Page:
A sorry state – the loss of democracy (+de)

A Sorry State (für eine deutsche Teilübersetzung klicke hier: Ein leider Zustand)

Last week, the Available Light Cinema film series in Whitehorse screened the new documentary by local director Mitch Miyagawa with the catchy title “A Sorry State”. Indeed, much of what we read in the news about politics, be it at the level of the territorial government, the federal government, or many national governments around the world, supports the impression that this world is in a sorry state.

But do not fear: I am not going to write a lament about our current political situation. I’ll leave that for other writers in local newspapers that dared to describe our cage-fighting MP a sock puppet of the Prime Minister… (Yukon News)

The sorry state in Miyagawa’s film refers to the various apologies his extended family has received over the last decade from the government of Canada for political wrongs of its colonial history: His paternal family (among thousands of Canadian citizens of Japanese origin) got forcibly expropriated and shipped to internment camps away from the coast of British Columbia after the allied declaration of war against Japan in 1942. The Canadian government said “sorry” for that act of injustice in 1988.

Mitch’s stepmother received a collective apology in Parliament for her experience of residential school as a First Nations child. Again the government of Canada realized in 2008 – more than a 130 years since the initiation of these genocidal actions – that they have been wrong and said “sorry”.

The third government apology that is part of the documentary was received by Mitch’s stepdad. The 2006 apology was for yet another racist government policy, the Chinese head tax (beginning in 1885), the denial of citizenship, and the exclusion from immigration of Chinese nationals between 1923 and 1947.

Through my own research interest in cross-cultural practice and cultural safety, I was well aware of the colonial atrocities that have over centuries fueled the progress of and wealth accumulation in the British colonies in North America (and elsewhere), and subsequently the Canadian state. My Master’s project analyzes a not yet resolved colonial legacy within our health care system.

However, there are surprise moments in Miyagawa’s documentary for me: As the director seeks to discover what these blatant injustices by the state mean to him, to his parents, his young children, and to his country, by assuming and trying to uncover layers of pain and suffering, he finds very unexpected responses. For example, his father not only remembers the train ride across the Rocky Mountains with his family as one of the highlights of his youth – a far cry from the imagery of boxcar shipments of human beings to concentration camps. He also came to terms with the past, declaring

仕方がない Shikata ga nai, – it cannot be helped”

But the real eureka moment for me came, when Roy Miki, one of the survivors who helped prepare the brief Democracy betrayed: The case for redress (1984), speaks about the meaning of the apology the survivors and the families of the 22,000 Canadian citizens labeled as “enemy alien” received: He observed that the apology and compensation was a thing that was appropriate and long overdue. But it has very little importance in the grand scheme of things: It only deals with impact it had on the deportees; but it does not address the structural elements of the state that made the grave injustice possible back in 1942. He simply states that a similar genocidal action could reoccur anytime it serves the government of the day, because there is a systematic flaw in the present democratic system that has not been addressed. The people have no feedback mechanism that can prevent such injustice in form of abuse of power by elected representatives and their officials from happening today and in the future.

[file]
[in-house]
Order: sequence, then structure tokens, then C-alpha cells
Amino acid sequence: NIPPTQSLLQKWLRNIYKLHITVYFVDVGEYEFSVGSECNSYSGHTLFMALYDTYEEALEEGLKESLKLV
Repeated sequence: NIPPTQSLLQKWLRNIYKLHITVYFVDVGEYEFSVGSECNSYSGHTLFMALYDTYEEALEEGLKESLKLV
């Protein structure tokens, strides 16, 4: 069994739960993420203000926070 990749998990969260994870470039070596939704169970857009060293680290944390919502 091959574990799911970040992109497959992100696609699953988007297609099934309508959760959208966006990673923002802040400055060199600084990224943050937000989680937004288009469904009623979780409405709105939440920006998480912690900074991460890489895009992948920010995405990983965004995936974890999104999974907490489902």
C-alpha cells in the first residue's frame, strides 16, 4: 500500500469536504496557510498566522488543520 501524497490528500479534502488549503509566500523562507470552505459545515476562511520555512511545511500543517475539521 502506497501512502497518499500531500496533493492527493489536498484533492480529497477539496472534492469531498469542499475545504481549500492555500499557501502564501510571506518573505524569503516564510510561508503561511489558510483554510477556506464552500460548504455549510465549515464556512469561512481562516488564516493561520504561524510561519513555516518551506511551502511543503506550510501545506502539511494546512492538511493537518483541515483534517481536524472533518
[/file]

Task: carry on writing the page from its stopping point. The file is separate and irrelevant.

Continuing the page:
Wow! Now that was a statement that made this documentary stick with me.

Some Canadian citizens affected by this systematic injustice, legalized by a convenient interpretation of the War Measures Act, refused to remain silent and rejected to be seen as victims. “When the government wrongfully interned [Japanese-Canadians, they] argued, the principles of democratic governance were “betrayed” in its actions “ (Miki, p. 208)

Although government authorities, including the RCMP and the military, knew from evidence that the mass uprooting was not a necessary security measure, and that it reflected a capitulation to racist pressures in BC, decades had passed and nothing official had been done to acknowledge the injustices…

…By using the War Measures Act to intern JCs [Japanese-Canadians], the government could argue as administrators and politicians did that it acted legally. Consequently, when the National Association of Japanese Canadians (NAJC) initiated redress as a political movement, they based their call for justice on the abuse of the War Measures Act. In other words, the government’s policies may have been legal, but the effects of these policies—mass uprooting, dispossession, forced dispersal, and deportation—far exceeded the norms of fairness and due process under the law. The violation of citizenship rights on the basis of ascribed racial origin—being categorized as “of the Japanese race”—could not be defended as a necessary security measure…